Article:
"First things first, life and limb are okay," Randy noted. "It's a bonus that we were able to save the vehicle."

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Today, his Defender is "smelling like rotten fish" after being submerged in dirty water, according to Robby, but Randy believes it's in good hands with mechanic Paul Javier. Paul has done preliminary work, such as draining oils and evaluation. He checked the engine for possible damage after the initial water purge. The rehab will not take longer than a few weeks as long as everything goes smoothly, Randy said.

Just in time for RFC this year, in which he'll be sweeper again. "That's why I want his Defender ready as soon as possible," Robby commented with a laugh. Robby is also the country's RFC representative and is in charge of organizing the Philippine leg.

The vehicle is in Taytay, Rizal, for rehabilitation. PHOTO: Eduard Francisco

Sourcing parts and specialists for Land Rovers isn't really difficult, according to both enthusiasts. If you're part of a car club, which is like a modern-day tribe, fellow gearheads can lead you to the right person. Parts suppliers of Land Rovers like BritPart are also helpful, Robby said.

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"When you ask around and look for a solution, the other guys who have had similar experiences in the past would always pitch in," Robby said. "The guys would share wisdom to help you get your vehicle back and running."

Newbies can also seek tidbits of advice from veteran off-roaders. "They ask what to do to prevent certain incidents and the more experienced guys will chime in," Randy added.

Before we wrapped up the interview, I couldn't help ask these skilled off-roaders for some practical trail lessons that may be applicable to regular motorists. I'm no jungle girl and so are a lot of city dwellers, but the rainy season can turn certain parts of the metro into rivers.

Randy and Robby began throwing in tips that can be turned into another story. "First things first, the conventional wisdom is pag nakita mo ng alanganin, 'wag ka ng pumasok," Randy said. Walk through the obstacles and water before driving through, if possible.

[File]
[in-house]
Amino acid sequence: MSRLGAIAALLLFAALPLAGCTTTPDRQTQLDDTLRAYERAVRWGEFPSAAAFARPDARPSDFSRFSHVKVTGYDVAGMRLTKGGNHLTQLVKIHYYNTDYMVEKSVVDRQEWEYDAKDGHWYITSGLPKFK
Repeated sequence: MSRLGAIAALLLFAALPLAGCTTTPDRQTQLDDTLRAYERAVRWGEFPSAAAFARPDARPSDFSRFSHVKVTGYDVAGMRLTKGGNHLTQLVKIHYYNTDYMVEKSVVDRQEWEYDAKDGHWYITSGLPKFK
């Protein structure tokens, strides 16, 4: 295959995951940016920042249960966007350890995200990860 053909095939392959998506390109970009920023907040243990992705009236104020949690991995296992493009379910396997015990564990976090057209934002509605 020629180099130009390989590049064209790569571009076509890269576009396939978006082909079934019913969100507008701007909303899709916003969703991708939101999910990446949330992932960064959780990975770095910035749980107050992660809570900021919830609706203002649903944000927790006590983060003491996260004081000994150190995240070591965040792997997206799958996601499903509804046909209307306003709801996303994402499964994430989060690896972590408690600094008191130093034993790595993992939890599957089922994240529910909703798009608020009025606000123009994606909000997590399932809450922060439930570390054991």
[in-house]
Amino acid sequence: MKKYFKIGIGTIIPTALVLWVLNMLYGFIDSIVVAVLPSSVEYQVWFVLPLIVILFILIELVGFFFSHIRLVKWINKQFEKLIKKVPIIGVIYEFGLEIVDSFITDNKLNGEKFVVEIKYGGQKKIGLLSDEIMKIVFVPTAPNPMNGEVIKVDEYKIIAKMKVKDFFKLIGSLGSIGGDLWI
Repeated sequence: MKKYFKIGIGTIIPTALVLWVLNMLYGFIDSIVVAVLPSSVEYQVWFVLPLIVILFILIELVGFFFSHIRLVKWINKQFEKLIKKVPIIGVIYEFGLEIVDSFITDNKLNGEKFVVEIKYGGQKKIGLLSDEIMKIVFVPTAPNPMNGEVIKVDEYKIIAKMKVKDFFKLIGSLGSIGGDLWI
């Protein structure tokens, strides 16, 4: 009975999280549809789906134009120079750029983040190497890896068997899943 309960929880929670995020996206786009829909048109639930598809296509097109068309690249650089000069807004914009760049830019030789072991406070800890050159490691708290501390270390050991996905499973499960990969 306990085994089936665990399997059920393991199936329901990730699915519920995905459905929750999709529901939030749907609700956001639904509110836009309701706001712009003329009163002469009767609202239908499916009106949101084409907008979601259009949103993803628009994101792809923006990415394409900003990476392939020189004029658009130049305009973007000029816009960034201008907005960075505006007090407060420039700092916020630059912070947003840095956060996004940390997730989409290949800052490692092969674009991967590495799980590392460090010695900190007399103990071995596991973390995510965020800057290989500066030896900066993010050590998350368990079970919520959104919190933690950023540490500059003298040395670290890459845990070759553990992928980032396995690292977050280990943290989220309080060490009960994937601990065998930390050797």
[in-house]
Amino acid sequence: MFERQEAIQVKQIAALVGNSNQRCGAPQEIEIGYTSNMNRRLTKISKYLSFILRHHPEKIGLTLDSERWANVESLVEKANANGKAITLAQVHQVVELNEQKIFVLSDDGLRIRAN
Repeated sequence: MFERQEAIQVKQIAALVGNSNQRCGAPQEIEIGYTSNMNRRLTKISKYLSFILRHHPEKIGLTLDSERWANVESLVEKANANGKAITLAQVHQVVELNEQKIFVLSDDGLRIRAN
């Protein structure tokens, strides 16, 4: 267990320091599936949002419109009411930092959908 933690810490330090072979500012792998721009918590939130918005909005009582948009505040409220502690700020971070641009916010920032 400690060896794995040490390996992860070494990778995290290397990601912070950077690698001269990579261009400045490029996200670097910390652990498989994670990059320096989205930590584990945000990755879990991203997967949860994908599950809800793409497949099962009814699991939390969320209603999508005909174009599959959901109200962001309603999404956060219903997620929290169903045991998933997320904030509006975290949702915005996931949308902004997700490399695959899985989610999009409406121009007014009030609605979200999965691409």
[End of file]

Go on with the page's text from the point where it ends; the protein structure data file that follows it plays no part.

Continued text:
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"Treat your vehicle with respect," he added. "Don't trash it."

And when the water builds up unexpectedly, give way to the big boys so they can do their job. Don't block the road and pull over, Robby advised. "Let the big cars and trucks pass through and push the flood out, and drain it," he said.

But these big guys should observe courtesies, too, Robby added. They should be mindful of other motorists and be careful to not splash them with flood water. He added sternly: "The 'I don't care about you, I'm going through the flood and splash you all' mentality and driving is not supposed to be done."

Other tips for motorists who drive 4x4s? Keep the bow wave. Learn gear overlap.

It doesn't hurt to ask the pros, too, because you never know when misfortune will strike. "Yeah, bad luck happens," Randy concluded, laughing at his own experience.

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Robby, on the other hand, came to the car's defense: "It's not a lemon."

That looks like a nice tribe to be in, with its leader defending their Defenders and its people proactively sharing off-road knowledge so they all become better drivers. I hope this kind of culture can trickle into the clan of online users. The internet and social media can distribute information faster than the flood water in Araneta Avenue can rise. If we could opt to educate instead of humiliate and to spread sympathy instead of schadenfreude, then we'd be wiser and kinder motorists now.